Originally published Aug. 19 on SheilaKennedy.net
There has rarely been an election where turnout and (as Paul Ogden has repeatedly reminded us) accurate counting of the ballots cast by the voters who do turn out, has been more important.
In recognition of that reality, a number of state and national efforts are being made to help people register and cast a vote: websites like Indiana Citizen, JustGoVote and a number of others — some, like that produced by NBC News, that are really impressive — have joined the official sites maintained by government agencies and the more established nonprofit sites like Ballotpedia.
There is no dearth of information and it is accessible to even the least “politically connected” voter.
That said, the recent state by state voting guide prepared by FiveThiryEight.com is one of the most comprehensive compilations I’ve seen. The “landing page” is color-coded, showing at a glance how difficult or easy it is to vote in each state, whether each state allows voting by mail, and if so under what circumstances (are excuses required? If so, what are they? Does fear of the pandemic count?)
For each state, the site’s text explains how to register, how to request and submit an absentee ballot, whether the state allows early voting, and whether the state plans to close polling places or otherwise make in-person voting more difficult. It also has a category called “what we’re watching.”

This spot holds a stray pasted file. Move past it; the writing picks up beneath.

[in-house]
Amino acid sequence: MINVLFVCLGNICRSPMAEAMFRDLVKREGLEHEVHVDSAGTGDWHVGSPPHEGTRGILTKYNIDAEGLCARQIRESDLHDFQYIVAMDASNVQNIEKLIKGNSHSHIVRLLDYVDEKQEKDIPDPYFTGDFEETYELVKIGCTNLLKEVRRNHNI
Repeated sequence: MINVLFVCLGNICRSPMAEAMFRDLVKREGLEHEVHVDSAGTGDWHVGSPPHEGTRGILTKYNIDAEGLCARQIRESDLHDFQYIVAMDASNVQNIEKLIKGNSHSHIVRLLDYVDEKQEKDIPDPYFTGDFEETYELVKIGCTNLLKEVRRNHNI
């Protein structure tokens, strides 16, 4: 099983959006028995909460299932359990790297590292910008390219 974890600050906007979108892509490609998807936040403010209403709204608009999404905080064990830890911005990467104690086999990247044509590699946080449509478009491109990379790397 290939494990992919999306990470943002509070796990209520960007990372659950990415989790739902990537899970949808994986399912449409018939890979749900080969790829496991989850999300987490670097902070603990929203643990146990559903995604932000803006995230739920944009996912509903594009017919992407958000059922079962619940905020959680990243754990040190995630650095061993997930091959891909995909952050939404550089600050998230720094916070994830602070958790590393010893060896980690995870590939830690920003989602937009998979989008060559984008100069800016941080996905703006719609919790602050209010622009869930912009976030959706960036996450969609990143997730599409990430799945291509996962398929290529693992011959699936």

Here’s the information on Indiana’s page (without, however, the colorful graphics that make it both attractive and easier to read.) There is a similar page for every state.
Register to vote by Oct. 5. You can register online here.
Counties must offer early voting Oct. 6-9, Oct. 13-16, Oct. 19-24, Oct. 26-31 and Nov. 2. Counties may also offer it Oct. 10-12, Oct. 17-18, Oct. 25 and Nov. 1; check with local election officials for locations and the exact schedule in your area.
So far, no plans to close polling places have been announced.
Requesting an absentee ballot
In order to vote absentee, you must have an excuse, such as being age 65 or older, sick or out of town on Election Day. You can apply for an absentee ballot online here. Election officials must receive your application by Oct. 22.
Submitting an absentee ballot
Absentee ballots must be received by noon on Nov. 3.
What we’re watching
Indiana waived the need for an excuse to vote absentee in its June primary, but it may not do so in the general election. A pair of lawsuits are still pending that would allow anyone to vote absentee and extend the deadline by which ballots must be received.
Share the URL and share it widely, and then prepare to help friends and neighbors cast their ballots! Make sure they have the documentation required by our ridiculous “Voter ID” law, offer them a ride to the polls, call them the day before and again in the afternoon of November 3 … whatever it takes.
And if you want or need a reason to work harder than you ever did before to get SANE people to the polls, go listen to Nate Silver’s 2020 election forecast.
Sheila Kennedy is a Professor of Law and Policy in the School of Public and Environmental Affairs (SPEA) at Indiana University Purdue University Indianapolis. She's a Faculty Fellow with both the Center for Religion and American Culture in the School of Liberal Arts and the Tobias Center of the Kelley School of Business, and an adjunct professor of political science.